A Soyuz-2.1b rocket is all set to launch the newest satellite for Russia’s homegrown GLObal NAvigation Satellite System (GLONASS). The spacecraft will blast off at 4:44 a.m. EDT (8:44 GMT) on Sunday, May 29, from the Site 43/4 at the Plesetsk Cosmodrome in northern Russia.
The launch of the mission was initially scheduled for May 21, but was postponed one week. However, the cause of delay wasn’t revealed by the authorities.
The spacecraft, designated GLONASS-M No. 53, was delivered to the launch site on Apr. 22. It was transported to the Plesetsk Cosmodrome aboard a cargo aircraft IL-76.
Final preparations and checkouts to prepare the launch vehicle for its mission will be carried out during an eight-hour countdown that will precede the liftoff. The rocket will be loaded with propellants and the Automated Countdown Sequence will begin, handing over control of the launch to the onboard computers.
After launch, the Soyuz-2.1b rocket will commence a short vertical climb, lasting only a few seconds before starting heading southeast. The vehicle’s four boosters will be jettisoned nearly two minutes into the flight. The mission will last approximately three hours ending with spacecraft separation. After reaching its designated orbit, the satellite will complete several weeks of commissioning and testing before entering regular service.
GLONASS-M satellites, also known as Uragan-M, are the second generation of Uragan satellite design used as part of the Russian GLONASS radio-based navigation system.
A typical GLONASS-M spacecraft, developed by the Reshetnev Information Satellite Systems (ISS Reshetnev), is about 7.87 by 12.14 feet (2.4 by 3.7 meters) and has a launch mass of some 1.4 metric tons.
With a total power of 1250 W, these satellites are designed to operate for up to seven years. Equipped with three caesium clocks, they can provide the accurate timing that is required for navigational purposes.
GLONASS-M spacecraft are 3-axis stabilized, nadir pointing with dual solar arrays. The payload consists of L-Band navigation signals in 25 channels separated by 0.5625 MHz intervals in 2 frequency bands.
The first spacecraft in the series was launched in December 2003, while the final satellite is expected to be sent aloft in late 2017.
GLONASS system, operated by the Russian Aerospace Defence Forces, provides real time position and velocity determination for both military and civilian users. The satellites are located in a middle circular orbit at about 11,900 miles (19,100 kilometers) altitude with a 64.8-degree inclination at a period of 11 hours and 15 minutes. It provides an accuracy of 328 feet (100 meters) as part of the public segment and 33 to 66 feet (10 to 20 meters) for military purposes.
The system is currently the only global alternative to the U.S. GPS in terms of operational capability and global coverage. The development of the program started in 1976 with the first launch being conducted in 1982.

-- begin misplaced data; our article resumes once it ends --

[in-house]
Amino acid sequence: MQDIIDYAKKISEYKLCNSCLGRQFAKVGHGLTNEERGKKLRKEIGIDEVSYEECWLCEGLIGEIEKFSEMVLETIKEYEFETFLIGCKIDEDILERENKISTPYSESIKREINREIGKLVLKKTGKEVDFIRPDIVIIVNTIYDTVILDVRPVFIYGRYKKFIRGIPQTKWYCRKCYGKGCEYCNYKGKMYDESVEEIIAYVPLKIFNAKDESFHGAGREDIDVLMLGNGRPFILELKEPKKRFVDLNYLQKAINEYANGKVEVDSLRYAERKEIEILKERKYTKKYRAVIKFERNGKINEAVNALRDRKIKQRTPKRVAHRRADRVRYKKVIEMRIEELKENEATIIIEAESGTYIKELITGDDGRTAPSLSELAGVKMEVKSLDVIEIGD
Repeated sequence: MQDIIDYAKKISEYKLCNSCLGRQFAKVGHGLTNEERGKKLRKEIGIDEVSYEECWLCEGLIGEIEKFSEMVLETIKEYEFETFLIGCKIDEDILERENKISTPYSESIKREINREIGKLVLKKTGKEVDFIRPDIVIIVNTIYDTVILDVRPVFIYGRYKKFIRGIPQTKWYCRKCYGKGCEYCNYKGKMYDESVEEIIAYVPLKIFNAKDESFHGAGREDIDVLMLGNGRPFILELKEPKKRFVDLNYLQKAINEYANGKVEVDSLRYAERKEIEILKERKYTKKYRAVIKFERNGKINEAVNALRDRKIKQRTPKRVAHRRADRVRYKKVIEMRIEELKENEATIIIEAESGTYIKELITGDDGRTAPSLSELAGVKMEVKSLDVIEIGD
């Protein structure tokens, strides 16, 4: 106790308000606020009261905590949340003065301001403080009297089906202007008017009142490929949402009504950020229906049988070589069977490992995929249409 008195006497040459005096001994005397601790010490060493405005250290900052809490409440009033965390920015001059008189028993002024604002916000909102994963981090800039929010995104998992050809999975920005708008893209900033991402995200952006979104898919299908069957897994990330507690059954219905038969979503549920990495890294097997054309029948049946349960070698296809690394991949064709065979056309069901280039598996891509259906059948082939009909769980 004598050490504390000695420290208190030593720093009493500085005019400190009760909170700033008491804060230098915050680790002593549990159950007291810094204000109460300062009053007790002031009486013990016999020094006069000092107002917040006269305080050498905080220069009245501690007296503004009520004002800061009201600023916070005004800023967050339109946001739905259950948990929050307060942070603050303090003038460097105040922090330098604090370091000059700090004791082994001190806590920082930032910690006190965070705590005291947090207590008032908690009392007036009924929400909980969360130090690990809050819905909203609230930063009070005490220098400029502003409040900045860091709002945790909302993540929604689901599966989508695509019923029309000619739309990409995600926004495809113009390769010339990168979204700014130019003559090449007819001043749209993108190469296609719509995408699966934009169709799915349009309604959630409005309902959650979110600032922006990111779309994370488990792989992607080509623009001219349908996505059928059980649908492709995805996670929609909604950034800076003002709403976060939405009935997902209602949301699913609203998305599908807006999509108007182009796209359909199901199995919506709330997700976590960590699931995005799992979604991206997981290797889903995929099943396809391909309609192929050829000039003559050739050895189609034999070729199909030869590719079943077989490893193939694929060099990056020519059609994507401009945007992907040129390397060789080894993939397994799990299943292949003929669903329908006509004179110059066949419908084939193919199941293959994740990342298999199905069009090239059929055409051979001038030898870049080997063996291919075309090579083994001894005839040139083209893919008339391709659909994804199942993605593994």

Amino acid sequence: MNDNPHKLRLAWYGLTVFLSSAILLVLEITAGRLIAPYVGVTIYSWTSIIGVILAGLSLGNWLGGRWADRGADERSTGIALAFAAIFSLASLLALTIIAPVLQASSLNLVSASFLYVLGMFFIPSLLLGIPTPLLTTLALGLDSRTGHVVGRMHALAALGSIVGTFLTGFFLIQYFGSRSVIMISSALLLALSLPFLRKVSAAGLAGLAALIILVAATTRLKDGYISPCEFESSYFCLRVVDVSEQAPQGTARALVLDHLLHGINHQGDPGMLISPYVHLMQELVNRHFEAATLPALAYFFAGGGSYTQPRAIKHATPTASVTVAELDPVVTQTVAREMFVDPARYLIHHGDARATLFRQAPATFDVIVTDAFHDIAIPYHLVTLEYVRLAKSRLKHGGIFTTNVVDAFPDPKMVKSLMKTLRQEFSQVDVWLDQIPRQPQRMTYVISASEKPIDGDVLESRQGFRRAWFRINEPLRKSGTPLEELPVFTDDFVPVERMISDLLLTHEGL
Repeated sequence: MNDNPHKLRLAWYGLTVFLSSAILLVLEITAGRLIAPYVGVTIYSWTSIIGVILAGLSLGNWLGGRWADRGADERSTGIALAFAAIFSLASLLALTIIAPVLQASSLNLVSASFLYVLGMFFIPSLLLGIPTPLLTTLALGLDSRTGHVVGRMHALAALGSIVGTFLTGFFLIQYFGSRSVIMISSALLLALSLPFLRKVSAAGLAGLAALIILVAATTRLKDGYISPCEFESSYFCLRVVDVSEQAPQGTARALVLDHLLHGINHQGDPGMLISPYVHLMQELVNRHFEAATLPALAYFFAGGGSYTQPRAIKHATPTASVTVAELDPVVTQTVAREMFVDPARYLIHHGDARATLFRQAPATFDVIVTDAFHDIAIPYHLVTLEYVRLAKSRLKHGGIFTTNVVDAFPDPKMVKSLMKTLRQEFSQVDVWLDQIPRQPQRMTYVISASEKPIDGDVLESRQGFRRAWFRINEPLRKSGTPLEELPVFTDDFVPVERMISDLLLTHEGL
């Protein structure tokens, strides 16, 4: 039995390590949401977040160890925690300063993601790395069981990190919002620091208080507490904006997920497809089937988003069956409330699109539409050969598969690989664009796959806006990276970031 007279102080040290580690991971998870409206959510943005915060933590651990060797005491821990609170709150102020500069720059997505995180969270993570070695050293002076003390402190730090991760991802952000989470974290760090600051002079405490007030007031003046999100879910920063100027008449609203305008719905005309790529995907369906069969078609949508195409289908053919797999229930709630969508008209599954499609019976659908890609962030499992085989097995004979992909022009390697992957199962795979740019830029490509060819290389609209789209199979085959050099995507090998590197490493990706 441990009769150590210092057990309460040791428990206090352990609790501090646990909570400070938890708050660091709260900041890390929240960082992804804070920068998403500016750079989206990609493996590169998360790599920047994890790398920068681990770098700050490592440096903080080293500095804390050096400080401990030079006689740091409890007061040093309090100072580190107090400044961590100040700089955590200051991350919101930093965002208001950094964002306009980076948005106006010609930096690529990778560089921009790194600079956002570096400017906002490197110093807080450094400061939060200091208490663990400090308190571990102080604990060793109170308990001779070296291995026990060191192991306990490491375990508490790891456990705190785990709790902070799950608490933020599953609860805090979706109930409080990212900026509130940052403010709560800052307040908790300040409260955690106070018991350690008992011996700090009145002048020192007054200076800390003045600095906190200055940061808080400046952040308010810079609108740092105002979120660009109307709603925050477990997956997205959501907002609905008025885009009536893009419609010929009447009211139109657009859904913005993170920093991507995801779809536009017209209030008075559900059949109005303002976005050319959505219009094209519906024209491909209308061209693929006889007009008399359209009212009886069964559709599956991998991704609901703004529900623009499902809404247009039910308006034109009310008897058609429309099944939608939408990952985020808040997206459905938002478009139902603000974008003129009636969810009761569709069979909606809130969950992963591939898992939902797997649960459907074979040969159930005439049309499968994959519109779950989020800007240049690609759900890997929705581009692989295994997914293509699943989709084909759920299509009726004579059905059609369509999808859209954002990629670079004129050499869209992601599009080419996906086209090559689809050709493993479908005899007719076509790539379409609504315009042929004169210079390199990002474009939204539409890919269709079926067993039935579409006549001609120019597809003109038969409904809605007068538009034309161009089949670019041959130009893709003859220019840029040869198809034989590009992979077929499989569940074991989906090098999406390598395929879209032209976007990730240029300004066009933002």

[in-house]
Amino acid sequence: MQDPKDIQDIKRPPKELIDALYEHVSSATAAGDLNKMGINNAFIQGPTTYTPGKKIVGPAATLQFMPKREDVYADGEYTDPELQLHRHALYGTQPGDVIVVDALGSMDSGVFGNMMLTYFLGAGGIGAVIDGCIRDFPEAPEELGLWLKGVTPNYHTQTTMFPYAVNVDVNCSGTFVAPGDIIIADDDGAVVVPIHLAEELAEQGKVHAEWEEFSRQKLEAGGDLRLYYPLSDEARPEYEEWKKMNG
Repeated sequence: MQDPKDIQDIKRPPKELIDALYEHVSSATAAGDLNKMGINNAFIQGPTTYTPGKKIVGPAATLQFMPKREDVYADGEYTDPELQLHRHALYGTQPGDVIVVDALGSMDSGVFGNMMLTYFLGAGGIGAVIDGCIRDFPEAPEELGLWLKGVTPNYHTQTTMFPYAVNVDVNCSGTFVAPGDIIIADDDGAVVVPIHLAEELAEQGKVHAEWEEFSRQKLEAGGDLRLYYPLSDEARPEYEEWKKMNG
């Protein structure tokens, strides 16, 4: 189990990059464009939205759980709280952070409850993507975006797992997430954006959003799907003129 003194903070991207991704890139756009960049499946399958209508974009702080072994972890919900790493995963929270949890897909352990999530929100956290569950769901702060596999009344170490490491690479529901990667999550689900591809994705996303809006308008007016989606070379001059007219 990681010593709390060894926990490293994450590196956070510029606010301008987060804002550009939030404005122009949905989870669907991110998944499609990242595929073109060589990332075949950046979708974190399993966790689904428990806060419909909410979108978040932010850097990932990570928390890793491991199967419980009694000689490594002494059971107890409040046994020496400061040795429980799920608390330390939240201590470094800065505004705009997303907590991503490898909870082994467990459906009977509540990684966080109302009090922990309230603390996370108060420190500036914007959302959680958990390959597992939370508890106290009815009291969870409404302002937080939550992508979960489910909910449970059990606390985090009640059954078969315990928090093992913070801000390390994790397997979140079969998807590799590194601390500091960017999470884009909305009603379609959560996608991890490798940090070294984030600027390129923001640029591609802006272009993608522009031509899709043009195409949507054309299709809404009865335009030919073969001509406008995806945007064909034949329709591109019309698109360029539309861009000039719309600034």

The Soyuz-2.1b rocket that will be used for Sunday’s launch is an upgraded version of the three-stage Soyuz-2 booster. The 151 feet (46.1 meters) tall launch vehicle has a total mass of 672,000 lbs. (304,814 kg) and is designed to put satellites into a variety of orbits. The Soyuz-2.1b is capable of putting up to 18,100 lbs. (8,210 kg) into low-Earth orbit (LEO), 10,800 lbs. (4,899 kg) into a Sun-synchronous orbit (SSO), and 7,170 lbs. (3,252 kg) into a geostationary transfer orbit (GTO). The first launch of this version of the rocket took place from Plesetsk on July 26, 2008, with a classified military payload.
This rocket uses four RD-107A engines at liftoff, which burn for about two minutes. The first stage, 88.9 feet (27.1 meters) long and 9.7 feet (2.95 meters) in diameter, is equipped with a lone RD-108A engine. The rocket’s second stage has a length of 22 feet (6.7 meters) and is 8.7 feet (2.66 meters) in diameter. The 2.1b version of Soyuz has an upgraded RD-0124 engine with a second stage that has improved performance over previous iterations of the design.
For Sunday’s mission, the Soyuz-2.1b rocket was used in a configuration with a Fregat-M third stage. This upper stage measures approximately 4.9 feet (1.5 meters) long and is 11 feet (3.35 meters) in diameter. Its S5.92 engine is designed to burn for about 18 minutes. Fregat-M is responsible for the orbital insertion of the satellite. However, it can also be used as an escape stage to send probes on interplanetary trajectories. Fregat stages are currently used as the fourth stage for some Soyuz-FG launch vehicles as well.
Sunday’s launch will be the 12th flight for Russia, the fourth launch from Plesetsk, and the ninth Soyuz mission of 2016. The country plans to conduct its next launch on June 4, when a Rokot booster is slated to lift off the Russian Geo-IK-2 No.12 geodetic satellite.